Jumat, 22 Mei 2015

The Perfect Kettlebell Training Diet

By: Craig Ballantyne, CTT
Certified Turbulence Trainer
www-TurbulenceTraining-com

Kettlebell Training is a highly optimized way of burning fat fast, but without a proper nutritional diet, all the training in the world will do you no good.  So, what is the perfect diet to compliment Kettlebell Training you ask?
The honest truth is that there is no real “diet” that you should follow to get lean using kettlebell workouts.
kettlebell workout
kettlebell workout

Remember, the whole purpose of the TTKettlebell Revolution is to help you simplify your lifestyle, and that includes your workouts and your nutrition.  It isn’t about measuring protein portions or referring to the glycemic index every time you think about eating.  
With that in mind, I recommend following an "un-diet", meaning eat whatever you want, whenever you want.
But, wait a minute!  That doesn’t mean loading up on pizza, fries, cake & beer all the live-long day.  (Although you should be able to enjoy these foods on occasion).
Eating “whatever you want” and still staying lean and in great shape means that 1) you need to have a good relationship with food and 2) you have to have a healthy consciousness towards food.
Let’s try to break down both of them…

Having a good relationship with food:
Over the summers when I was young, I used to work at a gym where one guy would consistently buy a case of tuna each week and store it in his locker. He wouldn’t touch rice (brown or white), pasta, apples (most fruits in fact) or any type of oil or fat.  Any time he would break down and have an apple or a piece of fruit, he would be enraged and upset with himself, feeling guilty that his will power had failed him.
This guy was in what he called a “cutting” phase. And he was clearly miserable.
Well, that same winter I quit the gym training job and the day I left, this same guy walked into the gym, about 20lbs heavier, with 3 bags of McDonalds and would devour Big Mac after Big Mac in the hopes of getting bigger (fatter).  The "cutting" phase was now apparently replaced with the “bulking” phase.
It was pretty evident this guy’s relationship with food was out of whack. And his systems were getting all messed up from “cutting” and “bulking” every 3 months.
Any time you eat clean and then decide to reward yourself with a piece of cake, and then feel guilty that you had the cake and went on to have the pie, cookies and ice cream … I’d say it was time to examine your relationship with food.

Having a healthy consciousness towards food:
This one is a little different, but equally important.
Let’s say we had 2 individuals - Peter and Joe - plan out their perfect day.
Peter's perfect day involves sleeping in until one, skipping breakfast and sitting around all day watching TV.  Later on, Peter invites some of his friends over to watch the game while they eat pizza & wings and drink some beers until they pass out on the couch until the next morning.

Joe's perfect day on the other hand involves getting up at 6 and meditating for an hour.  Then he enjoys a breakfast of eggs, fresh fruit and yogurt.  After that he takes his kids to school and then heads down to the ocean with his wife for their surfing lesson.  He and his wife then eat a lunch of fresh grilled fish and a salad by the beach. They head over to the gym to workout together and then they pick-up the kids and spend the rest of the night together as a family enjoying dinner and an evening walk.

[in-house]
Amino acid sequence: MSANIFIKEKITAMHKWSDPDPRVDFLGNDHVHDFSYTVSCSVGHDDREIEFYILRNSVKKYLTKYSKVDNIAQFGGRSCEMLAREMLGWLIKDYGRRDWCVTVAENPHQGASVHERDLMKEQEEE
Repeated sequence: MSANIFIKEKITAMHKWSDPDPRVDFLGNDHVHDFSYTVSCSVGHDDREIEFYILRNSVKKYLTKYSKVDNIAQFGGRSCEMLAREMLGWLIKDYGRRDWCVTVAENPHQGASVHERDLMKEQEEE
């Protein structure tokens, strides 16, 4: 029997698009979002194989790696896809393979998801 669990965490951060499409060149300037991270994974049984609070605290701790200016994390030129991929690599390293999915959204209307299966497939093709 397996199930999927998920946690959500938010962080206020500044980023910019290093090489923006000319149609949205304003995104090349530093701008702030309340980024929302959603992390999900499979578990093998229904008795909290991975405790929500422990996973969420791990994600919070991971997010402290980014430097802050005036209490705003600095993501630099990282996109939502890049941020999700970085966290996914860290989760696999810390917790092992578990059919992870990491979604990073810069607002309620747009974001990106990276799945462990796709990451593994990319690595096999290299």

Who’s got the healthier consciousness towards food and life?
Each of them mapped out their perfect day. The only difference is that Joe's consciousness of health (and food) is a lot healthier than Peter's.

So when I say that I eat “whatever I want”, it needs to be stressed that, more often than not, I don’t want the greasy, fried and battered stuff. It certainly wasn’t always like that. But now, being a little older, (arguably) a little wiser and knowing that there is always someone watching every decision I make (ie. my 4 girls), my consciousness of health has developed over the years.

Nowadays, I'm not craving McDonald's or wings, but instead, good, fresh food.
Mind you, I will enjoy some Buffalo chicken wings while watching a game or two (no beer or pizza though). And I loved it - the company, the experience – and most importantly, I didn’t feel guilty afterward.
So going back to the original question, “what diet should you eat when you’re on the TT KB Revolution“?
My answer, after you’ve examined your relationship with food and your consciousness towards health/food is....

  • Eat REAL FOOD.
  • Eat when you’re hungry.
  • Stop eating when you’re satisfied - not full, not “stuffed” - when you’re satisfied.
  • Train with intensity 3 times per week.
  • And Be Conscious and Enjoy the process.

About the Author
Craig Ballantyne is a Certified Strength & Conditioning Specialist and writes for Men's Health, Men's Fitness, Maximum Fitness, Muscle and Fitness Hers, and Oxygen magazines. His trademarked Turbulence Training fat loss workouts have been featured multiple times in Men’s Fitness and Maximum Fitness magazines, and have helped thousands of men and women around the world lose fat, gain muscle, and get lean in less than 45 minutes three times per week. For more information on the Turbulence Training workouts that will help you burn fat without long, slow cardio sessions or fancy equipment, visit www-TurbulenceTraining-com

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